Chevrolet’s contract with the Michigan Department of Natural Resources (DNR) to hold the annual Detroit Grand Prix racing event on the city’s scenic island of Belle Isle has officially ended with the conclusion of Sunday’s racing, again calling into question the future of the event. Where we’d previously reported that organizers had considered other venues around the city, Penske Corporation President Bud Denker told reporters that, in truth, “There’s no Plan B. If we don’t have it on Belle Isle then we won’t be here in Detroit.”
Many Detroit residents remain opposed to the Grand Prix, which effectively puts the Belle Isle state park out of commission for some weeks out of each year while the race course and associated infrastructure is erected and torn down again. But Denker said that the permanent improvements that have been made to the park represent a strong case for the event to continue.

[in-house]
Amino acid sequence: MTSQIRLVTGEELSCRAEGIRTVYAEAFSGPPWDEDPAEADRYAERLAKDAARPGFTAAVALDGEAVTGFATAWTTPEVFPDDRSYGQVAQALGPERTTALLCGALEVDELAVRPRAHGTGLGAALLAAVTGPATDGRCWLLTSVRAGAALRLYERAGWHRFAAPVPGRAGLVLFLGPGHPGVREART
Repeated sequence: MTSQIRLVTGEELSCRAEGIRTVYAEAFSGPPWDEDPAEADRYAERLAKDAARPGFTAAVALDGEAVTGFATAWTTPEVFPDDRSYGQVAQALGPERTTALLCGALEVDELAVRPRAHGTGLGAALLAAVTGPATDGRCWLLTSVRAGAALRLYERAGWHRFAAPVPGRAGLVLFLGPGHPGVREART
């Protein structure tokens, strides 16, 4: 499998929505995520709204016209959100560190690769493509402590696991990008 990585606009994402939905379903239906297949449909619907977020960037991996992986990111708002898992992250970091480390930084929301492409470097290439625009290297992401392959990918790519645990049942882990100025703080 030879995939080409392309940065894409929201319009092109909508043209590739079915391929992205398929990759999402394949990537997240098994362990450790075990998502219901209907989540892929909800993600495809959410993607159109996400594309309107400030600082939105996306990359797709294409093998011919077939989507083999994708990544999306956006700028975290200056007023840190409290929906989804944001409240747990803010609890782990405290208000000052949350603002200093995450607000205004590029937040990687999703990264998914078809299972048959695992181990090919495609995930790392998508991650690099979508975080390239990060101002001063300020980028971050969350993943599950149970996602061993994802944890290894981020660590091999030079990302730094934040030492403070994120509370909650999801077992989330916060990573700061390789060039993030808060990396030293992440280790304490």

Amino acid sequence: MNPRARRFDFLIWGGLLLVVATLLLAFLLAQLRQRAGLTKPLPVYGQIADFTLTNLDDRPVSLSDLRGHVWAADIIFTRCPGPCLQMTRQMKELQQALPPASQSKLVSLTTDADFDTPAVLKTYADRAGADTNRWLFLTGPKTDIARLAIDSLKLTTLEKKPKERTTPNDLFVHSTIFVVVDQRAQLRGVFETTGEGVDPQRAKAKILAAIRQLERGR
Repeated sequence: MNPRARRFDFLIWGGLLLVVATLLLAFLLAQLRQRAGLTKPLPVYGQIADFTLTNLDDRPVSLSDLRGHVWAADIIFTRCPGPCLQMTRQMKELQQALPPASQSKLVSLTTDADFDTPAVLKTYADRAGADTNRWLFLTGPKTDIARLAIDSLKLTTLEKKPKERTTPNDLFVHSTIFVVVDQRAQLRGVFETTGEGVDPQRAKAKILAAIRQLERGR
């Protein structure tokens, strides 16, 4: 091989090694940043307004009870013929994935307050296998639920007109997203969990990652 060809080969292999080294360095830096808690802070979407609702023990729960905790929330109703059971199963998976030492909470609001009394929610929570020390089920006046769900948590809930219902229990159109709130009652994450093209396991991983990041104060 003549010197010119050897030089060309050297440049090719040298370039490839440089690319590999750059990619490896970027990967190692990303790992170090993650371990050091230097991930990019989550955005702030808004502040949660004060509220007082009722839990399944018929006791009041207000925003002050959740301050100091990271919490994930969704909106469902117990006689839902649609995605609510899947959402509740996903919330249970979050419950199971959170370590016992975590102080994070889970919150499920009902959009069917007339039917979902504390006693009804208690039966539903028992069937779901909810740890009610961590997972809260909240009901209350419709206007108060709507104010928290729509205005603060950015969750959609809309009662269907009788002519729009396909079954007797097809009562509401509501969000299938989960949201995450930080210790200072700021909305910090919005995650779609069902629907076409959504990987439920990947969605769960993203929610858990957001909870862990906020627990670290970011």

“When we came here in 2007, Belle Isle wasn’t a very good place,” he said. “It wasn’t clean, wasn’t safe. The improvements to Belle Isle are what we’re most proud of. The first thing we wanted to work on was infrastructure. We built two bridges, fixed the roadways, fixed the drainage, added playgrounds and beautiful lighting.”
And that’s not to mention the economic benefits to the city, Denker said, calling Detroit and the island of Belle Isle the real winners of the annual racing event. “Look at the jobs we create down here. The people are down here working, getting paid. The volunteers don’t get paid. We have 100 of them. But everybody else down here is employed, and they’re paying taxes. That’s a key value in itself.”
Denker continued: “The pictures of our shoreline, our riverfront, our island. How do you put a value on that? It’s a postcard to the world.”
Chevrolet and Penske plan to submit a proposal to the Michigan DNR in order to keep the Detroit Belle Isle Grand Prix alive. According to him, the old city airport and Michigan State Fairgrounds, while considered alternative venues in the past, are not today regarded as viable options.
(Source: The Detroit News)